Are we witnessing the end of the Railway Cup?

Dermot Kavanagh explains how, after more than a century in existence, the competition celebrating inter-provincial clashes may be on the way out

Railway Cup

Image: ©INPHO/Andrew Paton

While the love for the GAA in this country remains as strong as ever, this year saw outcry from club players who protested the association's packed calendar.

A season which includes club championships across both codes, league campaigns and the all important provincial and All-Ireland Championships, there's little or no room for additional competitions.

So where does the Railway Cup fit in?

Otherwise known as the Interprovincial Championship, the Railway Cup was a collection of the finest hurlers and footballers from each province. Dermot Kavanagh, author of The Story of Interprovincial Hurling — Railway Shield, Tailteann Games, Railway Cup 1905-2015, spoke to about the decline of the competition and offers one solution to restoring its relevancy in the GAA calendar.

"In 1905, the Railway Cup existed as the Railway Shield and lasted for four years between 1905 and 1908," he explains. "Then there was a gap of a couple of years up to 1924 and what followed was an inter-provincial series in the Tailtenn Games. A one-off series with good success.

"So in 1927 the Railway Cup was instigated and that has lasted until now, inclusive of one or two little gaps.

"It seems to be on its last legs. It was an amazingly popular competition up from the 40s, 50s and 60s but began to dwindle in terms of prestige and attendances dropping."

One reason for this is the increasingly packed schedule, of which players have little or no appetite to take part in the competition.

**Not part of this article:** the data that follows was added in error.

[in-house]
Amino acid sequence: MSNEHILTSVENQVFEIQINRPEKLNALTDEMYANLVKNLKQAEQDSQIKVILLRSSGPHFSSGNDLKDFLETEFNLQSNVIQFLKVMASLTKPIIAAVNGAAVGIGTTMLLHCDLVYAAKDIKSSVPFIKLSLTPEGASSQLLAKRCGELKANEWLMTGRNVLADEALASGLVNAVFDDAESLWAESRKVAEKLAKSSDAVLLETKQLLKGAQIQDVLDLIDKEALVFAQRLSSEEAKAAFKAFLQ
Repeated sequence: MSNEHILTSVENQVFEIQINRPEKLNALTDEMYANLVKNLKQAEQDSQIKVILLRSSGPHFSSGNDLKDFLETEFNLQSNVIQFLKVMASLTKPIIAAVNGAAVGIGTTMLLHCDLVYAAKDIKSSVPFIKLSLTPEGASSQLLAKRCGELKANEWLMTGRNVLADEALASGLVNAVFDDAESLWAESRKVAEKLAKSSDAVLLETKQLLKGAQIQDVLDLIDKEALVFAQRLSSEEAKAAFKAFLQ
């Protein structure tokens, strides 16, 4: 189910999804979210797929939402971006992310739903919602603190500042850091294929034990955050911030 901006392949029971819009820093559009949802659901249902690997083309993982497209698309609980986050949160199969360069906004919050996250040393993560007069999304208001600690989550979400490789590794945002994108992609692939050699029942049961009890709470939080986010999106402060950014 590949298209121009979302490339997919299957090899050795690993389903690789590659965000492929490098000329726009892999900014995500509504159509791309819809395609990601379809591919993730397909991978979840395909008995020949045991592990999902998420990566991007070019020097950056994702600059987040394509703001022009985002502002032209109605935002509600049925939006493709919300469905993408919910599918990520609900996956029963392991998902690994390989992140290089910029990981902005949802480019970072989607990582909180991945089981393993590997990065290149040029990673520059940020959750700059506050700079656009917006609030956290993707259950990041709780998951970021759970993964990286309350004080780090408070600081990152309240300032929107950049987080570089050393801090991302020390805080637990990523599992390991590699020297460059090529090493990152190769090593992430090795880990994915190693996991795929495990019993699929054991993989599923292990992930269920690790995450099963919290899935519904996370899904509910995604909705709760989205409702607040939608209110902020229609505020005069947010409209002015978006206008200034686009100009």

"It may be too late now but if there was any hope for it, I think they should take the All-Ireland club finals out of Croke Park and play them in Thurles. Then, have the Railway Cup on before it. 

"The last time that happened was 1974, there was a Railway Cup final played before a replay of an All-Ireland club semi-final. There was about 15,00-16,000 people at it. 

"That was the last big attendance. You would have to say, which match were the people showing up for? I think it either needs that, or it needs a definite slot in the calendar sometime around May - after the league finishes and after the Championship starts. 

"They have two chances to survive. Do it on St Patrick's Day in Thurles, because it's common to all the hurling areas,  or give it a definite slot on Bank Holiday Monday in May for example. Other than that, I really do think we'll see the end of it in the next year or two."

Ulster's Peter Canavan pictured playing in the Interprovincial Championship final in 2000, where his side took on Connacht. Image: ©INPHO/Andrew Paton

But with the demands placed upon inter-county players, does this prospect become even more unlikely?

"Once you deviate from the inter-county, you have to look after the clubs. I can imagine a number of club players would be whinging and saying 'oh here we go, another competition in May which is going to cut in on our activities'. 

"Aside from a definite slot, it may run into pressure from the newly formed Club Players Association. They would have a strong voice on the issue. Realistically, I think the competition will fall by the wayside but if it was given a chance without any opposition internally, I think it might survive by giving it a definite date in May or the move to Thurles.

"Other than that, we'll probably see the end of it."

On the issue of restricting it to a younger age group, Kavanagh cited the issue of player burnout: "They're trying to restrict the number of games that young guys play. 

"You've the minor and the U21s, along with the college competitions in the Sigerson and Fitzgibbon Cups. The issue of burnout is something that people from a medical standpoint are getting involved in now."